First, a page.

Thursday, 26 April 2012

Creating a Live USB with MAC and Windows


Live USB
A live USB is a USB flash drive or a USB external hard disk drive containing a full operating system that can be booted. Live USBs are closely related to live CDs, but sometimes have the ability to persistently save settings and permanently install software packages back onto the USB device.


Example
Here's an example, we would like to take a distribution of ubuntu linux, and install it on to a USB Flash Drive. We can then insert it into a machine, change the BIOS order, and boot directly from the USB and use the OS directly on the flash drive.


MAC OS X

1. [Optional] If your OS image (I.e. ubuntu-11.10-desktop-i386.iso) is an ISO file, we need to convert this into .img format. We can do this by using the hdiutil utility.

Code Snippet
  1. hdiutil convert -format UDRW -o ubuntu-11.10-desktop-i386.img ubuntu-11.10-desktop-i386.iso
End of Code Snippet


2. Enter this command into a Terminal window...
Code Snippet
  1. diskutil list
End of Code Snippet

We need to identify which drive is our USB Flash Drive. If you cannot tell, then run the command before inserting drive, and again, afterwards. You will notice which entry belongs to the newly inserted drive. I.e. /dev/disk3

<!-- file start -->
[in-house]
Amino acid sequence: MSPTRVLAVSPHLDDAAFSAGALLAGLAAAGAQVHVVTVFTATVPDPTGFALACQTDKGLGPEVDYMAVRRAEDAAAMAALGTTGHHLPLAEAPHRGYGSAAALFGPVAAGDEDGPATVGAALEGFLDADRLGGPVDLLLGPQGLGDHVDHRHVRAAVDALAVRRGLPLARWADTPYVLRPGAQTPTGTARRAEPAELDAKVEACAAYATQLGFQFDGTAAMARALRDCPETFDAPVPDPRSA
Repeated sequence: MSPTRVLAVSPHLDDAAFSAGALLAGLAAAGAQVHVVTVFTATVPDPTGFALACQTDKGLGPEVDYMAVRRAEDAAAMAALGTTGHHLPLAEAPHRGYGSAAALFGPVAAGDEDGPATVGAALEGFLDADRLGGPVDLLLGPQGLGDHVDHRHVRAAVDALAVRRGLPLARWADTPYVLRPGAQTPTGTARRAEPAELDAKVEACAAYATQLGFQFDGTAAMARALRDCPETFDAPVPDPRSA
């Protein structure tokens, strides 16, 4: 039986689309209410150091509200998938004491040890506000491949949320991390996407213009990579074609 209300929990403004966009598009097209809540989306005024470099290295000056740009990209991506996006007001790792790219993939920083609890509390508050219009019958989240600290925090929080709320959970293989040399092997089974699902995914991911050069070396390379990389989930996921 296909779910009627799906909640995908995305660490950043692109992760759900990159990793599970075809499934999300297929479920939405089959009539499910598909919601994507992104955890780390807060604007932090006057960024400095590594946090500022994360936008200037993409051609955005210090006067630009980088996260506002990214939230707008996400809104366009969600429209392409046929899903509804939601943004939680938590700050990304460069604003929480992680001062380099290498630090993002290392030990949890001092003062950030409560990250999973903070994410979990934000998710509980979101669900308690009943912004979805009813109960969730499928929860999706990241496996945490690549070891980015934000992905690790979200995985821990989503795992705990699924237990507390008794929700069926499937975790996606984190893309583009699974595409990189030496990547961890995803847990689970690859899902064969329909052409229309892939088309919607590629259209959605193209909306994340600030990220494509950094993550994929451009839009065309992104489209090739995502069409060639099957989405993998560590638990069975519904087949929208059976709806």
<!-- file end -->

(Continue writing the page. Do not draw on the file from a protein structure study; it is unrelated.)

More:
3. Mac OS X will automatically mount the memory stick into Finder, so we must unmount the drive (This is not the same as ejecting it) and it will prevent us from seeing "Resource Busy" errors.
Code Snippet
  1. sudo diskutil umountDisk /dev/diskX
End of Code Snippet

(Where diskX is the disk corresponding to your USB Flash Drive).


4. We can now use dd to extract the image on to the disk.
Code Snippet
  1. sudo dd if=ubuntu-11.10-desktop-i386.img of=/dev/diskX bs=1m
End of Code Snippet

(Where diskX is the disk corresponding to your USB Flash Drive). This step may take a while depending on the size of the image.


5. Eject the flash disk using diskutil.
Code Snippet
  1. diskutil eject /dev/diskX
End of Code Snippet


(Where diskX is the disk corresponding to your USB Flash Drive).


You can now boot directly from the USB into your loaded operating system. Remember to go into the BIOS on the host system and change the Boot Priority, making the USB Flash Drive higher than the host HDD itself.



Windows

Windows users have a few options, you can repeat the above steps with a verison of dd for windows, however I have found that the following method is by far easiest!

1. Download your required operation system (.iso, .img etc)

2. Download Linux Live USB Creator

3. Launch Linux Live USB Creator, specify the OS image, the target Flash Drive (make sure its plugged in) and simply click the Lightning logo. All done!


You can now boot directly from the USB into your loaded operating system. Remember to go into the BIOS on the host system and change the Boot Priority, making the USB Flash Drive higher than the host HDD itself.

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